February 23, 2020

‘Anonymous victim’ book covers

I’m in book cover process and have been a little surprised by quite how distraught I am at the suggestion of having the photo of a Darfuri women (the same would go for man or child) I have never met and will never know the name of, on my book cover. So I wanted to take a little break from editing to think about why.

A quick scan of Amazon shows that the practice – of using anonymous victims on book covers – is not uncommon. Darfur has more than its fair share of examples. Rwanda is also not immune. Nor the Balkans.

Publishers seem to believe (and I’m not ruling out the possibility they have the data to back this up) that book buyers in general will be attracted to this kind of imagery. I’m a book buyer. Why do the anonymous victim style covers have the exact opposite effect on me?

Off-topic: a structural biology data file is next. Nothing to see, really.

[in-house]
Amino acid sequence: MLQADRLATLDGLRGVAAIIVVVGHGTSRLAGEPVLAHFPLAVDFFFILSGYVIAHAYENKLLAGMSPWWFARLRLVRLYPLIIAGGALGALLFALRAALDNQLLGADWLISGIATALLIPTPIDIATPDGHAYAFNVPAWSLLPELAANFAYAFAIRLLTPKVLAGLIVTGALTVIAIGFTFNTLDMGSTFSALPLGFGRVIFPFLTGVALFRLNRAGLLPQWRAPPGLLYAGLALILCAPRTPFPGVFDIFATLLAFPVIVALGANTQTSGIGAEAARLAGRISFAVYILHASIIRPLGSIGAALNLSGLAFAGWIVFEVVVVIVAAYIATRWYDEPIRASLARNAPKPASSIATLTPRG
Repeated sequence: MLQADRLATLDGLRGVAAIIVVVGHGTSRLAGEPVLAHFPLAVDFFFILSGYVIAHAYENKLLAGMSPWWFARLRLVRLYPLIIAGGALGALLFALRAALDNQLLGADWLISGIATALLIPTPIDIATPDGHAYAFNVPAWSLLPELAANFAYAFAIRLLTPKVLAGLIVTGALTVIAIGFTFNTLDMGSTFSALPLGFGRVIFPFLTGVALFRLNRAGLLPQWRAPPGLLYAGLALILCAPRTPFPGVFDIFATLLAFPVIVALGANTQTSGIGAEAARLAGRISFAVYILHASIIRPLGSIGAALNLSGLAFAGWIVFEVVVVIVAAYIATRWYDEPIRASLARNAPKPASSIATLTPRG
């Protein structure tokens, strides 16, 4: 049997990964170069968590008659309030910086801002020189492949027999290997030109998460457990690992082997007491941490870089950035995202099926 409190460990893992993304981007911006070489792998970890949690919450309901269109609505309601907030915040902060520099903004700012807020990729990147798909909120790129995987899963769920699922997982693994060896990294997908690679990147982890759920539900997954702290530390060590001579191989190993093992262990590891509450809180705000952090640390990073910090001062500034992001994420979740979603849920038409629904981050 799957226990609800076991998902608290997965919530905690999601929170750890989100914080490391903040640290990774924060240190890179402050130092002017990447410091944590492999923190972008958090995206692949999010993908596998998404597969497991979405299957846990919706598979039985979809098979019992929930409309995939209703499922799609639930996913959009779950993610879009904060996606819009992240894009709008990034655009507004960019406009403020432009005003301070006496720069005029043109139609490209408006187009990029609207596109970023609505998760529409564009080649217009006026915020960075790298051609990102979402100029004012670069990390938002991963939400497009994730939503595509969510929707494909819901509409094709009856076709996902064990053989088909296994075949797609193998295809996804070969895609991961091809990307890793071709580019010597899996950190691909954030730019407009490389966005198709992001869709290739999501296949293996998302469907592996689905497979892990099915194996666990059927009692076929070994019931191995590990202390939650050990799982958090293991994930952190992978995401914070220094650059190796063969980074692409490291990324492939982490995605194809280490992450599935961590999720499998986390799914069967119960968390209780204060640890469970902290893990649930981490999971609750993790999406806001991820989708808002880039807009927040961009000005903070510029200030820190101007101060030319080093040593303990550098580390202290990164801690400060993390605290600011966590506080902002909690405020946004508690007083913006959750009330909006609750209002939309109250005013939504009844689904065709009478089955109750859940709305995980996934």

I think it’s something to do with respect and a sense of “there but for the grace of God” – I could have been born ethnically Fur in Darfur and be stranded in a displaced camp right now. How would I feel to have someone I didn’t know come and taken of photo of me at such a traumatic stage of my life and then, five years later, have that photo turn up in bookstores across America on a book I hadn’t read, written by someone I didn’t know? Exploited would, I think, be the feeling. That the particular person who took my photograph got my “permission” to do so seems besides the point – unless perhaps the person taking the photograph was in fact taking it specifically for the book and explained to me what it was all about and why they wanted my image on the front of it. But my hunch is that in most of the anonymous victim book cover genre, there has been no such consultation.

If we wouldn’t want this exploitation for ourselves, then why is there seemingly no compunction about it in relation to others? I fear it gets to a much deeper issue that I see as fundamental in why governments the world over repeatedly fail to stop the massacre of the citizens of foreign countries – an inability to value “others” the same way we value “us.”

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